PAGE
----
SNL announces December schedule. The sketch series will close out the year with James Franco and musical guest SZA on Dec. 9 and Kevin Hart and the Foo Fighers on Dec. 16.

    Fergie tapped to host Fox singing competition The Four. The final piece seems to be in place for Fox’s new upcoming singing competition, with Fergie set to host. She joins the previously set panel of Sean "Diddy" Combs, DJ Khaled, Meghan Trainor and Charlie Walk.

    ^Everything we know about Black Mirror season 4. As 2017 comes to a close and the  Black Mirror season four release date approaches, the streamer is dropping season four breadcrumbs about each of the new episodes, writes Jackie Strause. Read more.

    Courtney B. Vance to star in, produce new crime drama for FX. The Emmy-winning actor is set to star in and executive produce the crime drama Heist 88 for the cable network. The project will serve as a reunion for the People v. O.J. Simpson: American Crime Story star with director and executive producer Anthony Hemingway.

    + Set in 1988, the series tells the true story of arch-criminal and master manipulator Armand Moore (Vance), who persuaded four young African-American employees of First National Bank of Chicago to steal $70 million via a sophisticated take down of the banking wire system.

    Jersey Shore is coming back to MTV. It's the return of GTL: MTV announced that original cast members Pauly D, JWoww, Vinny, Ronnie, Snooki and The Situation will come back to the network for a revival series titled Jersey Shore Family Vacation.

    Marvelous Mrs. Maisel creators talk long-term plan, Amazon turnover and more Gilmore Girls. Married team Amy Sherman-Palladino and Daniel Palladino also discussed the surprising inspiration behind the Amazon period dramedy and why they wanted to do a series for streaming. Q&A.

  • Scale Wars

    Kyle Hilton

    Disney's bid for Fox and AT&T's push for Time Warner reveal a Death Star theory of media — scale for scale's sake — but what if bigger isn't always better? Michael Wolff writes:

    When you buy a lot of junk, you increase your chances of also buying gold. AT&T wants Time Warner because of HBO and therefore can somehow feel good about the declining fortunes of the Turner networks and the Warner Bros. studio. Twenty-First Century Fox now appears to be on the market with most of its cable group, film and television studio and international interests.

    The thesis here is that in the search for scale, there is, on top of basic or necessary scale, “premium scale.” In this premise, AT&T — looking to compete with both Comcast, the leading cable system, and with the fast-emerging digital platforms, led by Netflix, and to eclipse other telco competitors — buys one of the pillar content companies. Likewise, Fox becomes a target for Disney or Comcast. This is the Death Star theory of media. Full column.

    + AT&T and Time Warner extend deal deadline to April. AT&T and Time Warner have further pushed back the termination date for their planned $85.4 billion deal following the Department of Justice's decision to file a lawsuit to block it. The telecom giant reiterates it is "confident" that a court will reject the DoJ's legal challenge.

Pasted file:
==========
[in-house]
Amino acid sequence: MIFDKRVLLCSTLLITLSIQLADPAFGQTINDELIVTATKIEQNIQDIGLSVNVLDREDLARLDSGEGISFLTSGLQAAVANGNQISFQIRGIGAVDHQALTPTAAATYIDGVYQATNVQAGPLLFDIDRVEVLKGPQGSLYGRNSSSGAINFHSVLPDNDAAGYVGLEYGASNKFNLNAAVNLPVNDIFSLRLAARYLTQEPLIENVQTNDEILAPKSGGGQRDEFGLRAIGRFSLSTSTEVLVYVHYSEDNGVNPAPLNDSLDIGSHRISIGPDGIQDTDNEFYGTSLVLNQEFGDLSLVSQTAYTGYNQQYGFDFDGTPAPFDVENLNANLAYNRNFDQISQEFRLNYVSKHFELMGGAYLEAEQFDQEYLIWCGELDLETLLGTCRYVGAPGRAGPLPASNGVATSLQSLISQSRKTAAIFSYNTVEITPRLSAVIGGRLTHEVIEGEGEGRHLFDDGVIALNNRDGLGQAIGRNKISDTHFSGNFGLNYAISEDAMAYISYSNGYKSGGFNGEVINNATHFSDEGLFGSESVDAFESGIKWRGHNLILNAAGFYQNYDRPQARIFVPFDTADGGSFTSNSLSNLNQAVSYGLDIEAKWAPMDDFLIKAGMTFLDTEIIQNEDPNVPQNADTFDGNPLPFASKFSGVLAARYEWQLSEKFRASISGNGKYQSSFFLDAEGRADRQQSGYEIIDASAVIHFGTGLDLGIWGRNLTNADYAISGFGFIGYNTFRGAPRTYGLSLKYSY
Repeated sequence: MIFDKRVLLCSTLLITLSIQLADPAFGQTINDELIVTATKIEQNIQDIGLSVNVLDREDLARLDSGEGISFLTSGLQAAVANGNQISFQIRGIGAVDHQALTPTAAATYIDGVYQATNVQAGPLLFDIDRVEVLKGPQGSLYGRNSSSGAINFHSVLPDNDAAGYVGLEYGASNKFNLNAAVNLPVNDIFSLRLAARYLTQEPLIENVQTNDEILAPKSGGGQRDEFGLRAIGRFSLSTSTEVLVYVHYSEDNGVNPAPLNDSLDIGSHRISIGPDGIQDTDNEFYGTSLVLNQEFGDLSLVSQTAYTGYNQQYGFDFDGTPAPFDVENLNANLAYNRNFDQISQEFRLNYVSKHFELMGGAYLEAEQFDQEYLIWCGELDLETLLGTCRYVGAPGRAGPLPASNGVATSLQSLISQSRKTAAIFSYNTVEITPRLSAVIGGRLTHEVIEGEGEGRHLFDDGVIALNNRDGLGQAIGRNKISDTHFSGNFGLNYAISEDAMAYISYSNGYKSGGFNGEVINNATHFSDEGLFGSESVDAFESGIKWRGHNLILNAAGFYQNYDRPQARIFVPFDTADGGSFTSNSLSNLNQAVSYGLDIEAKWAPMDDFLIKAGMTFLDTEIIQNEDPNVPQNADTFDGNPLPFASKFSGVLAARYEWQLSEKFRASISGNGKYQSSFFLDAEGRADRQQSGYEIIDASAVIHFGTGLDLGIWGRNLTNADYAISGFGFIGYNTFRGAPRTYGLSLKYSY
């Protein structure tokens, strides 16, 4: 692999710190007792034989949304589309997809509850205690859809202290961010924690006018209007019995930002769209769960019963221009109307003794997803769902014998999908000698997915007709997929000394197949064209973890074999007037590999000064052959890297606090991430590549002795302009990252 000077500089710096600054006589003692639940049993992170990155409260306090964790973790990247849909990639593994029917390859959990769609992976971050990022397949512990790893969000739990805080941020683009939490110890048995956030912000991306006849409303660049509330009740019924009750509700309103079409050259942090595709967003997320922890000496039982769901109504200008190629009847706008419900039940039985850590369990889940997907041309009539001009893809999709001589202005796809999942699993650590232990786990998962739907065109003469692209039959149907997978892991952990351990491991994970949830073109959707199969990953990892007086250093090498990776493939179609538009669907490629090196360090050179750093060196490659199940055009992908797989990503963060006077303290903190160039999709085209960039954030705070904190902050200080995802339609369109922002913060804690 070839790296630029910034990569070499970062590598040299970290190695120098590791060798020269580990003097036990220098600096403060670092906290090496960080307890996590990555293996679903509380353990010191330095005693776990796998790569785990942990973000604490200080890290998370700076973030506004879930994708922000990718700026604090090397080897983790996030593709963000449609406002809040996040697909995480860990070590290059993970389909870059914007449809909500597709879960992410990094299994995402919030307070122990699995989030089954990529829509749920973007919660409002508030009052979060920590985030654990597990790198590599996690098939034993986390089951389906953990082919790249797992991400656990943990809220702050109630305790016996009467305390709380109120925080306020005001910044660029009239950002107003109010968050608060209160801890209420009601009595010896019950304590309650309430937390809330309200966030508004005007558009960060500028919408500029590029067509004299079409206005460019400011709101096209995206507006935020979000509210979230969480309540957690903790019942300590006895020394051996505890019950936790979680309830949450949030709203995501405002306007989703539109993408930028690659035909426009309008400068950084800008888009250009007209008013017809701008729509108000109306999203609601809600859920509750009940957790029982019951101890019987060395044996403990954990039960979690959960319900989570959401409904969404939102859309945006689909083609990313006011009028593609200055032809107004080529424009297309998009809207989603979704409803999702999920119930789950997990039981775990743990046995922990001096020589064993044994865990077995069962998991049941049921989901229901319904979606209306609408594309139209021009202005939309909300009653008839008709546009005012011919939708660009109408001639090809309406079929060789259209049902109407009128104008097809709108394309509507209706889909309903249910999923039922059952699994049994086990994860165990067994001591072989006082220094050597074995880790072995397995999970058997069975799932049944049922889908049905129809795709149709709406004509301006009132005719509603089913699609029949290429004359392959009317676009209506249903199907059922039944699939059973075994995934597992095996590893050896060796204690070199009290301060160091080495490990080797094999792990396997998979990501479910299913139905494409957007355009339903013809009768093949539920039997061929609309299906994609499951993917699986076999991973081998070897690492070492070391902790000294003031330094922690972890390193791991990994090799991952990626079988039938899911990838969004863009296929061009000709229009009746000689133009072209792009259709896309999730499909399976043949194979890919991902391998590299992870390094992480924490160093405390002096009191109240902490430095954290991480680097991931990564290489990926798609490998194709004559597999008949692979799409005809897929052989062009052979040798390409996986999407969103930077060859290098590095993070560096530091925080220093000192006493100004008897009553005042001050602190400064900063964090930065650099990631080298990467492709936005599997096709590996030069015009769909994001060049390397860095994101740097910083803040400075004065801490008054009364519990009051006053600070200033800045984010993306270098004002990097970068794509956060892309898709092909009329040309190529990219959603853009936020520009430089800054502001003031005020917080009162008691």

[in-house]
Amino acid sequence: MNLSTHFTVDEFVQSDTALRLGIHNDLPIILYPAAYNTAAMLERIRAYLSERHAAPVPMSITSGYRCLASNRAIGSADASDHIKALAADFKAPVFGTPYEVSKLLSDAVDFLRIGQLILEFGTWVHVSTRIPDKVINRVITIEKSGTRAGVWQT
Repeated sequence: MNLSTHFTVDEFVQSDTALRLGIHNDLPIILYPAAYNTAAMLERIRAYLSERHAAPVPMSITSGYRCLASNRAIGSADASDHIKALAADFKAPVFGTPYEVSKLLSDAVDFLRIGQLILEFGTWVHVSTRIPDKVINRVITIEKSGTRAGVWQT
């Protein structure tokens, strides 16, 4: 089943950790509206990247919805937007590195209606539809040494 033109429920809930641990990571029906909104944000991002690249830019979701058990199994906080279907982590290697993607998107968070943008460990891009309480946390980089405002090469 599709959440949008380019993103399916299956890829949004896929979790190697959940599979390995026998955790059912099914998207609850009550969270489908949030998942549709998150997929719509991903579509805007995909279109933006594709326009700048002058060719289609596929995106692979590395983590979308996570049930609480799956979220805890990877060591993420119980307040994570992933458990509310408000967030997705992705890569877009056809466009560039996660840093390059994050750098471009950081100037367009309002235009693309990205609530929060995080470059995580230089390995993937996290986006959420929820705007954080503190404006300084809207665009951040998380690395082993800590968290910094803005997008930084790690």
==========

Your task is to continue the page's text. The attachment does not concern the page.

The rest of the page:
Programming note... 

    + Prolific television creator, entrepreneur and activist Shonda Rhimes has been named guest editor of the annual THR Women in Entertainment issue. Details. 

    What else we're reading...

    — "How far will Sean Hannity go?" Matthew Shaer's cover story: "The Fox News host is willing to defend Trump at all costs — and is reaching more than 13 million people a day." [New York Times Magazine]

    — "The state of broadcast TV's superheroes." Darren Franich writes: "Cards on the table: I gave up on most of them years ago, but not because they were bad." [EW]

    — "How Funny or Die plans to conquer TV comedy." KC Ifeanyi writes: "Funny or Die is doubling down on long-form content with shows like American Vandal, but it won’t abandon the web videos that made the company’s name." [Fast Company]

    — "Why can't This Is Us tell good stories about characters other than Randall?" Todd VanDerWerff writes: "Randall’s side of the show is everything family dramas can and should be. And then there’s the rest of This Is Us, which is often good, occasionally bad, and almost always just kinda there." [Vox]

    — "The tricks Pixar used to make Coco's super slick skeletons." Mika McKinnon writes: "Like the toys, monsters, and robots Pixar has dreamed up before, the bags of bones are awfully charismatic. Unlike those creations, their phalanges took a little more finagling to get right." [Wired]

    — "Kehinde Wiley on painting the powerless. And a president." Farah Nayeri writes: "The painter of Barack Obama’s National Gallery portrait talks about representing young black men — and the man who was once the most powerful in the world." [New York Times]

    — "Betting big on mobile augmented-reality games." Cat Zakrewski writes: "The maker of the hit augmented-reality game Pokémon Go has raised about $200 million in new financing." [Wall Street Journal]

    What else we're seeing...

    + "Ice T reflects on 19 years of Law & Order: SVU." [Late Night]

    + "Martin Short explains how Canadians celebrate Thanksgiving." [Tonight Show]

    + "Was Trump's Access Hollywood tape fake news?" [Opposition]

    What else we're hearing...

    + "From Black-ish, Jenifer Lewis: The Mother of Black Hollywood." [It's Been a Minute / NPR]

    + "About that Nazi next door." [On the Media / WNYC

    + "Patton Oswalt: Falling in love again was like 'getting hit my lightning twice.'" [Fresh Air / NPR]

    Today's Birthdays: Karen Gillan, 30, Mary Elizabeth Winstead, 33, Armando Iannucci, 54, Jon Stewart, 55, Martin Clunes, 56, Alfonso Cuaron, 56, Judd Nelson, 58, Ed Harris, 67, Paul Shaffer, 68, Randy Newman, 74.